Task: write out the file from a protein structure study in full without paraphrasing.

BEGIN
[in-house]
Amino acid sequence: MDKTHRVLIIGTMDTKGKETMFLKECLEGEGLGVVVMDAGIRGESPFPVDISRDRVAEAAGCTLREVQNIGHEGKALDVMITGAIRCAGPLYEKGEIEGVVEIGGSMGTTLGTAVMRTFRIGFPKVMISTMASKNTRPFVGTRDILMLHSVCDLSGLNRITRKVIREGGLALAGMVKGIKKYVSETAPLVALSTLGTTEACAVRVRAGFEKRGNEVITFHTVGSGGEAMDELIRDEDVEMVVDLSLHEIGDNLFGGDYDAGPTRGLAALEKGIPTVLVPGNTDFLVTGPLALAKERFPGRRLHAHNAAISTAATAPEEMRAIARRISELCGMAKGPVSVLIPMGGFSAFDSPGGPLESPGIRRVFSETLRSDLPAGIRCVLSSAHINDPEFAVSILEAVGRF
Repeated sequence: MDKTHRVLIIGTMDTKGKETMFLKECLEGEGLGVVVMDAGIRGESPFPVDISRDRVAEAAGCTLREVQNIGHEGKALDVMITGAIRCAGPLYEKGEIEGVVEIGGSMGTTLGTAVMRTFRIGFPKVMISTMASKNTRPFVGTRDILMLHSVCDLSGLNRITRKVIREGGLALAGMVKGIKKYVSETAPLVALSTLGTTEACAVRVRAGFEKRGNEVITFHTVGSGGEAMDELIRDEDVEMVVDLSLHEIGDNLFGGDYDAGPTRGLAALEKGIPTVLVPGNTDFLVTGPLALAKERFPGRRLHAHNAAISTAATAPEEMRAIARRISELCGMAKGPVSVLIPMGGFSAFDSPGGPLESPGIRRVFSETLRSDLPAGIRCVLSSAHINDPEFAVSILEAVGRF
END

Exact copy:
[in-house]
Amino acid sequence: MDKTHRVLIIGTMDTKGKETMFLKECLEGEGLGVVVMDAGIRGESPFPVDISRDRVAEAAGCTLREVQNIGHEGKALDVMITGAIRCAGPLYEKGEIEGVVEIGGSMGTTLGTAVMRTFRIGFPKVMISTMASKNTRPFVGTRDILMLHSVCDLSGLNRITRKVIREGGLALAGMVKGIKKYVSETAPLVALSTLGTTEACAVRVRAGFEKRGNEVITFHTVGSGGEAMDELIRDEDVEMVVDLSLHEIGDNLFGGDYDAGPTRGLAALEKGIPTVLVPGNTDFLVTGPLALAKERFPGRRLHAHNAAISTAATAPEEMRAIARRISELCGMAKGPVSVLIPMGGFSAFDSPGGPLESPGIRRVFSETLRSDLPAGIRCVLSSAHINDPEFAVSILEAVGRF
Repeated sequence: MDKTHRVLIIGTMDTKGKETMFLKECLEGEGLGVVVMDAGIRGESPFPVDISRDRVAEAAGCTLREVQNIGHEGKALDVMITGAIRCAGPLYEKGEIEGVVEIGGSMGTTLGTAVMRTFRIGFPKVMISTMASKNTRPFVGTRDILMLHSVCDLSGLNRITRKVIREGGLALAGMVKGIKKYVSETAPLVALSTLGTTEACAVRVRAGFEKRGNEVITFHTVGSGGEAMDELIRDEDVEMVVDLSLHEIGDNLFGGDYDAGPTRGLAALEKGIPTVLVPGNTDFLVTGPLALAKERFPGRRLHAHNAAISTAATAPEEMRAIARRISELCGMAKGPVSVLIPMGGFSAFDSPGGPLESPGIRRVFSETLRSDLPAGIRCVLSSAHINDPEFAVSILEAVGRF